In all of the back-and-forth armchair quarterbacking about last week’s healthcare ruling I have yet to see anyone mention the attitude problem:
Americans are unreasonable in our demands on the healthcare system.
The real problem isn’t a government stalemate or greedy insurance companies or the cost of a pill. The heart of the problem is that we expect medical miracles and we’re not willing to pay for them.
Healthcare has two easy solutions.
1. Raise taxes and provide free world-class healthcare for everyone.
2. Forget free healthcare, cut taxes, cut insurance rates and accept that if you can’t pay your doctor, you’re not going to get treated.
We are unwilling to do either. We want everyone to be able to get a kidney transplant, whether they can afford it or not and whether they have health insurance or not. At the same time, we want budgets balanced, taxes cut, and insurance costs to stay low.
We can’t have it both ways. Both the left and the right agree that the Affordable Care Act is a patch for the system. It doesn’t solve the underlying problem, which is rising costs and rising expectations.
As hospital workers already know, the hospital isn’t charging you $12 for an aspirin just to gouge you. The $12 aspirin reflects the cost of running the entire hospital – including the woman who just got treated in the ER for free because she has no coverage at all. We’re not willing to let her die, but we’re not really all that willing to pay for her either.
The $12 aspirin also reflects the cost of the hospital’s new robotic surgery assistant that cost $20 million. That robot may improve your surgical outcome, but it costs money. We demand improved surgical outcomes but we’re irate about that $12 aspirin.
And your surgeon spent 8 (or 12) years in higher education at a top-notch public university, which has had major funding cuts, meaning his tuition has gone through the roof. He’s the best surgeon in the state but he’s got $300,000 in student loans so he’s looking for a job with a decent salary. We want the best surgeon, but not the $12 aspirin that trickles down to pay his salary.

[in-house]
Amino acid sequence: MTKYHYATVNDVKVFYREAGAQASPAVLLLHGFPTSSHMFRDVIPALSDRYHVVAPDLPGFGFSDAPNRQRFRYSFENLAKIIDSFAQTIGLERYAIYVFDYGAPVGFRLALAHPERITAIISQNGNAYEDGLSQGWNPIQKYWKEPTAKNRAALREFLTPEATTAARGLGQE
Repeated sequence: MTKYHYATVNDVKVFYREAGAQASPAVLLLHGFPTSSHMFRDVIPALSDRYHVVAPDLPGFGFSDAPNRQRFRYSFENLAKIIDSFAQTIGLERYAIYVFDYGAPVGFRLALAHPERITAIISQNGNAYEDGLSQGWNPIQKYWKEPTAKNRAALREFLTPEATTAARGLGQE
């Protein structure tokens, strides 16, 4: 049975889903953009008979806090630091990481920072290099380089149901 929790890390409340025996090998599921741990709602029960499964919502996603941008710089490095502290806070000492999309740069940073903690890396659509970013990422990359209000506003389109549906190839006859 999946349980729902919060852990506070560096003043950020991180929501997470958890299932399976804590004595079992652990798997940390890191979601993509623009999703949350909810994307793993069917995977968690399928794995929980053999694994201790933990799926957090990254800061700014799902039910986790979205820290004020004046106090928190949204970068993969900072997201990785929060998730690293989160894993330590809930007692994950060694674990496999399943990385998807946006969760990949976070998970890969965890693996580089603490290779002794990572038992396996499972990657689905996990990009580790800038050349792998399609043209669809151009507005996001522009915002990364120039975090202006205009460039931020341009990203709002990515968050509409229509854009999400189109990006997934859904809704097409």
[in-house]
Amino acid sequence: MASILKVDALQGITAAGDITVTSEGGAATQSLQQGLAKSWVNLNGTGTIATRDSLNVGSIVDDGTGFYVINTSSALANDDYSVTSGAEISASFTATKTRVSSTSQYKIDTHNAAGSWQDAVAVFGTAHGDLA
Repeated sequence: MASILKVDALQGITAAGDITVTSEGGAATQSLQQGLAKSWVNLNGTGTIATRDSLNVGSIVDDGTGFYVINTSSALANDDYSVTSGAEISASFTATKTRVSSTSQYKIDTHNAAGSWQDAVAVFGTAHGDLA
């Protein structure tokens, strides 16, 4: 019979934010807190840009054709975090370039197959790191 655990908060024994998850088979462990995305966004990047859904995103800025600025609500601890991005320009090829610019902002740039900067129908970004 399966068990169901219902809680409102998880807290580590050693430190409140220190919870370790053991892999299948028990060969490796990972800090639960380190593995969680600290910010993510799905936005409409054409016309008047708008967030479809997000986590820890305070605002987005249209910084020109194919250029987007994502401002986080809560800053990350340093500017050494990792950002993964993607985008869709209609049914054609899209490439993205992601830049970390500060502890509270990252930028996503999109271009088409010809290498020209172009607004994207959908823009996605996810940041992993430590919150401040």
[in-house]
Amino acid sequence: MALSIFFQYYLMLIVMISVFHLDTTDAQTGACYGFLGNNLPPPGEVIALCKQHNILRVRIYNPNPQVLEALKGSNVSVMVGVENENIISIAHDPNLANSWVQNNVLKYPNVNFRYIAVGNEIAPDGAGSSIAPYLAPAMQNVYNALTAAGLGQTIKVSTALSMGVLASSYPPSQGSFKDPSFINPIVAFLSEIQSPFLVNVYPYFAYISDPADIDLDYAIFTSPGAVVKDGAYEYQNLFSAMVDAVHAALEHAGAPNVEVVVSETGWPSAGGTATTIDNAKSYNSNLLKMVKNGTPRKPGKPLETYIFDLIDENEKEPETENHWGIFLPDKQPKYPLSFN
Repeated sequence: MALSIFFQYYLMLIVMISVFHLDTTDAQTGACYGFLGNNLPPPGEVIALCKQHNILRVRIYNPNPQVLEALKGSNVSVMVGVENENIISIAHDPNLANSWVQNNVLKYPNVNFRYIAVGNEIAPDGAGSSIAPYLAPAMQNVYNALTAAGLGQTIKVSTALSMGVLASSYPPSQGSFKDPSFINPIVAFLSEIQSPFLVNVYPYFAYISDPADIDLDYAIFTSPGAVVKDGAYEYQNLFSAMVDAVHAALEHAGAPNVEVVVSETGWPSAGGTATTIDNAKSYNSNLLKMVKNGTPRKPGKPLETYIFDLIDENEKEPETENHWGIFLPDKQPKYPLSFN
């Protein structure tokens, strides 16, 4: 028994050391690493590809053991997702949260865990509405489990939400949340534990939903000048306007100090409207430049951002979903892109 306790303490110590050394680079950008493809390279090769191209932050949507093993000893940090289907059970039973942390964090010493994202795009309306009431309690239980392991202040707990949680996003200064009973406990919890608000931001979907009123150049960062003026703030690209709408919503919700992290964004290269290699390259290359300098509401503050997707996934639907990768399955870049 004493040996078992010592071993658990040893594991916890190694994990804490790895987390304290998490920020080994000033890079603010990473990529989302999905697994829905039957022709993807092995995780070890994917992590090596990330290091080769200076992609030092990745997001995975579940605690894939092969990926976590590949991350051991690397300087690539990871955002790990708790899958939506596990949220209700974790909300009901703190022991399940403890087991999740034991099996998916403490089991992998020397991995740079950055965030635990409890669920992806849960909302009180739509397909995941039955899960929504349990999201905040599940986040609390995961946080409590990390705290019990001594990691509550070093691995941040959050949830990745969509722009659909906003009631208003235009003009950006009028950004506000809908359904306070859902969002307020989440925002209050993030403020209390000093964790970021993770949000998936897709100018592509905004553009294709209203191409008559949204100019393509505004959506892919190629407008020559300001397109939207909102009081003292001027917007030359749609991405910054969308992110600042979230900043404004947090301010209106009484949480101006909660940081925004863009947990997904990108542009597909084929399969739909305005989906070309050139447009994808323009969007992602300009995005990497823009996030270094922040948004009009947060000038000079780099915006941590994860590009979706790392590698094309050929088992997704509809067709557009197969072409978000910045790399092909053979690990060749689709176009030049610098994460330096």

We want our taxes cut so we demand spending reductions to balance public budgets, then we get angry about the rising cost of college tuition and angrier about the rising cost of healthcare and demand the government do something – like cut our taxes.
Our bodies were designed to give out by age 40 and we don’t accept that anymore. We expect to hit 80 in excellent health but that takes more than just clean water and a lack of sabertooth tigers – it takes doctors, smallpox vaccines, robotic surgical assistants, chemists, DNA mapping, microscopic analysis, labwork, pharmacists, electronic health records, medical transcription, coding, laparoscopic surgery, Natural Language Processing and a dizzying array of drugs.
All of that comes with a financial cost. The funny thing is that we accept rising costs in other areas with rising service. Your FIOS costs a lot more in 2012 than your dial-up connection did in 2001 but it’s infinitely faster, so you probably don’t even think about it. Your cable bill is higher than it was 10 years ago, but you get 500 channels instead of 40 so it’s okay. In 1990, the average cost of a new car was about $16,000. Today, it’s $30,000 but that car has front and side airbags, good fuel efficiency and iPhone hookups so you accept that it’s just better.
We also see those as luxuries – if we don’t want more channels at a higher cost, we can always give up cable. But we don’t see healthcare that way. We see the rising cost, but not the rising levels of service or our rising expectations for each procedure and for the entire system. Or we accept the rising costs for ourselves, but we don’t want to subsidize all those uninsured people, but we don’t want them left untreated either. And regardless, we don’t see it as a luxury.
If you’re supposed to grind to a halt at 40 and you’re still dancing at 80, everything in between is a medical miracle and those miracles aren’t free.
Good health may be priceless, but it costs a fortune. The sooner we accept that, the happier we’ll be.
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